Nebraska answered any questions about playing well at home with a dominating first quarter to take a 24-0 first quarter lead, enroute to a 31-17 victory over Missouri. The Huskers came out firing on all cylinders, evoking the memory of Nebraska's 77-28 blowout of Arizona State in 1995, days after the Huskers were portrayed as a team out of control. The 1995 team resisted that characterization, and took that out on the Sun Devils; likewise today, the Huskers took out the frustrations from the Eric Martin suspension on the Tigers this afternoon.
Early on, the Blackshirts set the tone for the game both up front and in the secondary. The defensive line dominated the Missouri offensive line from the opening snap of the game. The secondary locked down on the Missouri receivers all afternoon, meaning that in most cases, Gabbert was literally left holding the ball with nothing to do but either run for his life or throw the ball out of bounds. Gabbert was sacked six times, scrambled a dozen or more times (for some impressive gains), and only completed 18 of 42 passes.
One week after unleashing an impressive rushing attack against Oklahoma, Gary Pinkel and his staff mysteriously decided to abandon that approach in favor of trying to beat the Huskers through the air. Makes sense; Nebraska's shown a weakness to teams that rush the ball, ranking ninth in the Big XII in defending the run, but has been stout defending the pass, ranking first in the conference in defensive pass efficiency. So of course, the logical thing to do if you're Pinkel is to open the game in five wide receiver sets. This afternoon, Missouri's running backs rushed the ball 12 times compared to 30 last week. Let's put that in comparison: Blaine Gabbert had 22 rushing attempts, and most of those were scrambles, not designed runs. The Tigers were one-dimensional today, and that made the Pelini brothers' job that much easier.
True freshman Ciante Evans deserves special note today. After Alfonzo Dennard left the game early with a concussion, Evans came in and played like a veteran. He had a key goal-line stop on Gabbert. Many people have wondered what will happen to the secondary when Prince Amukamara graduates; judging from today, Nebraska should be just fine with Evans slipping into Amukamra's spot on the field. Heck, he could even be an upgrade if he's ever called upon to be a captain on the coin toss. In the postgame radio interview, Amukamara admited that he didn't realize that you should defer your choice if you win the coin flip. Instead, he thought you could elect to kick off like a video game and automatically get the ball to start the second half. Whoops. Sometimes it's the little things that can bite you.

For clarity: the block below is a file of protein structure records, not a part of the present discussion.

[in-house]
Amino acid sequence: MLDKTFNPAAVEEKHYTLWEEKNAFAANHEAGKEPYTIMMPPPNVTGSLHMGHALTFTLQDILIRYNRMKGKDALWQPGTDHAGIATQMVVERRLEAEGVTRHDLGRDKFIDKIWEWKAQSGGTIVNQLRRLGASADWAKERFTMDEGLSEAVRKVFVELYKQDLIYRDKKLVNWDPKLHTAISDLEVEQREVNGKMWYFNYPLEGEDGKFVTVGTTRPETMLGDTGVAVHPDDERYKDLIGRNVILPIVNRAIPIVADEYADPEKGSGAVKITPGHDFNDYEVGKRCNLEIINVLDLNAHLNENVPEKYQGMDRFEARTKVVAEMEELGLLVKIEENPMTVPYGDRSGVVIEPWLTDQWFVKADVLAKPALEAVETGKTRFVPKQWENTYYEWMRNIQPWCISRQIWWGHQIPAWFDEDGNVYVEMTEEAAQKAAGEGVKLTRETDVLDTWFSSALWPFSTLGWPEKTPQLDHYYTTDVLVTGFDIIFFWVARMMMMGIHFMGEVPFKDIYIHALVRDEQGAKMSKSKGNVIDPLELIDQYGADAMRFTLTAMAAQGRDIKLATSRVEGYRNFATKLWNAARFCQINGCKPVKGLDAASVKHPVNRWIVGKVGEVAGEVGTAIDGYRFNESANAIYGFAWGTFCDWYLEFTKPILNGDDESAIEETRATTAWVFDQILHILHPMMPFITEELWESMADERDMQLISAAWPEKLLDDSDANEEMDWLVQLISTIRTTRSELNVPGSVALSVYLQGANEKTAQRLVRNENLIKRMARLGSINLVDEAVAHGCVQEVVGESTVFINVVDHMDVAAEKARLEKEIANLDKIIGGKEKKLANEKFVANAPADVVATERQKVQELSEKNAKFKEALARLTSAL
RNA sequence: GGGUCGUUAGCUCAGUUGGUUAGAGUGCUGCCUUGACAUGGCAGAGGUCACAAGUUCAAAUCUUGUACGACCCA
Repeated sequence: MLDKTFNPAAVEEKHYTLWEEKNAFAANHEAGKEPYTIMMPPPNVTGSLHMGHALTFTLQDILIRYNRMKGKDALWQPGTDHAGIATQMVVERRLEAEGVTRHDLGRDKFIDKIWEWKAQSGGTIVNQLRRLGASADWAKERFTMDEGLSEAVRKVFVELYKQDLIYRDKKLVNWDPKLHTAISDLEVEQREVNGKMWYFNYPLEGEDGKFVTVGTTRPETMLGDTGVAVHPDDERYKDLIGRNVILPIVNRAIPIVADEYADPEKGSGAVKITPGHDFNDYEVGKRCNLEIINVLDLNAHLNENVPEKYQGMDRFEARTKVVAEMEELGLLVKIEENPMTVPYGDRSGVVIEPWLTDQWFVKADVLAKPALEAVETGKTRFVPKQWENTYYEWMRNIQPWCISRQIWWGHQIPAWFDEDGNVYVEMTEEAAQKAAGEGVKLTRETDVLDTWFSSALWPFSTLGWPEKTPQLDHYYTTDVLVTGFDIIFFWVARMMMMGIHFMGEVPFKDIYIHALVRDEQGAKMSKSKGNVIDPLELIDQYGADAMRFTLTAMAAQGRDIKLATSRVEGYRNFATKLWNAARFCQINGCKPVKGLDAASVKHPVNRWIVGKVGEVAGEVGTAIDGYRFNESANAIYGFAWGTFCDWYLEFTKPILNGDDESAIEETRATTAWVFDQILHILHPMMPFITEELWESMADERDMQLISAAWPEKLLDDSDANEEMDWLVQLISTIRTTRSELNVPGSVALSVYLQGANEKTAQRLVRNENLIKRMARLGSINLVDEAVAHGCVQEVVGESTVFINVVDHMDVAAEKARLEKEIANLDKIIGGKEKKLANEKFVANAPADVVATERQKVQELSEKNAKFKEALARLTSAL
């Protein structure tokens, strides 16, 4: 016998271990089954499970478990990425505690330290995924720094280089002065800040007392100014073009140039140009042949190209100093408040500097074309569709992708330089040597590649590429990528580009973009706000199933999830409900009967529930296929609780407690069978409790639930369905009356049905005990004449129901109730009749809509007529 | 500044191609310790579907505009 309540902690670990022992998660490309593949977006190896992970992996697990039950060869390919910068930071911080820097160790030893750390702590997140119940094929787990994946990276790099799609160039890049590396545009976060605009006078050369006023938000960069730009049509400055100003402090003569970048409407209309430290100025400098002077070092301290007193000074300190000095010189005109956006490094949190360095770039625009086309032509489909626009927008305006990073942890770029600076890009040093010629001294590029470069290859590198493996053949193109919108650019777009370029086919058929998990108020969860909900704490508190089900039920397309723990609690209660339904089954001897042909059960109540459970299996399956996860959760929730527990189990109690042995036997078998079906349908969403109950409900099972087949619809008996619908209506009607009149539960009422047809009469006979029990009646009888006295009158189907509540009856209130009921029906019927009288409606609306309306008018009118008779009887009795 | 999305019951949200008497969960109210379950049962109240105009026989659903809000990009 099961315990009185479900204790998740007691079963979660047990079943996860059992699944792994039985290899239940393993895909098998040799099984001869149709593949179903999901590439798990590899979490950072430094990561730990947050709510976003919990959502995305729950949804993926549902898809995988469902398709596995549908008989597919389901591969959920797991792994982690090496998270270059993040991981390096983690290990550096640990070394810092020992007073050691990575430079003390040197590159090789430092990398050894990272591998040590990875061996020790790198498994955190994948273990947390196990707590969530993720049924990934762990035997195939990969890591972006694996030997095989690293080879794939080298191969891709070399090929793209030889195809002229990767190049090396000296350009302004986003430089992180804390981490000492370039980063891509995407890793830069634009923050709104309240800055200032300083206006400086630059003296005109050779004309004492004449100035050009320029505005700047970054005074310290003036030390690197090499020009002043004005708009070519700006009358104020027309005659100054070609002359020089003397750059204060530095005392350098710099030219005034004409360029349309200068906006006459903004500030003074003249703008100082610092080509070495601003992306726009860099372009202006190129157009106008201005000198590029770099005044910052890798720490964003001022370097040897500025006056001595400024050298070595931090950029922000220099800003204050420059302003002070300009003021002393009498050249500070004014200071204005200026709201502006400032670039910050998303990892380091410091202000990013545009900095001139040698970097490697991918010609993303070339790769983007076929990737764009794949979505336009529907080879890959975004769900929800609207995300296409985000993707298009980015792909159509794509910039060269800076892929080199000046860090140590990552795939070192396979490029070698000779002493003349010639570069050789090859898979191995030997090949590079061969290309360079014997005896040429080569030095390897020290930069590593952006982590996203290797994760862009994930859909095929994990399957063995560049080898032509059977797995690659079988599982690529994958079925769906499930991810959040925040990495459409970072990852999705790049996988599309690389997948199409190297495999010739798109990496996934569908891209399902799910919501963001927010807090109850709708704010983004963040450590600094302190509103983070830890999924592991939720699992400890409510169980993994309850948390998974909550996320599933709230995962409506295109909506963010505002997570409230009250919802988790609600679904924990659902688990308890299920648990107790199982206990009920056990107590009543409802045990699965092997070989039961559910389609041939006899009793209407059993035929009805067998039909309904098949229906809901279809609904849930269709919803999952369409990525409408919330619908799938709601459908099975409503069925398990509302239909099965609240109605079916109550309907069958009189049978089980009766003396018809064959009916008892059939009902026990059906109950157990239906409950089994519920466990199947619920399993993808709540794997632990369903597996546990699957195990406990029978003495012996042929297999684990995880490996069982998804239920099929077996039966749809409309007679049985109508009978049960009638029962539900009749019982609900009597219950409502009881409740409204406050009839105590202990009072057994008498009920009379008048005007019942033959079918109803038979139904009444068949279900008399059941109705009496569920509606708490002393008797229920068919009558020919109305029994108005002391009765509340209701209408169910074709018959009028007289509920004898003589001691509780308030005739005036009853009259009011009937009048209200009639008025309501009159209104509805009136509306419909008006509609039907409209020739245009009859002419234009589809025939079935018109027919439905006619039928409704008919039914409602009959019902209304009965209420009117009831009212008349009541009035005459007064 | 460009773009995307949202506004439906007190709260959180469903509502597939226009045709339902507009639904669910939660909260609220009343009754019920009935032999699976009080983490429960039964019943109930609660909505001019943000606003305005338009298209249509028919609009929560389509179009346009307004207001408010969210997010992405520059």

Offensively, it was almost all Roy Helu today. I say "almost", because in the first half, I did see some nice throws by Taylor Martinez. But Martinez's day ended just before halftime when Kenji Jackson nailed Martinez on the knee. Martinez tried to gut it out in the closing minute, but it was obvious that he wasn't going to be able to run the ball, and was replaced in the second half by Zac Lee. Helu's long touchdown runs looked even more impressive on the replays than from my vantage point in the south end zone. Each touchdown run was impressively blocked, but the replays illustrated how Helu outraced the entire Tiger secondary. Speed kills, and Helu made Missouri look slow on defense.
Impressive performance on both sides of the ball, and the Huskers now are in the drivers seat in the Big XII North, since they have the tiebreaker over Missouri with today's victory. But with road games still to come with surprisingly strong Iowa State and Texas A&M (with a new starting quarterback), the Huskers can't afford another slipup like two weeks ago.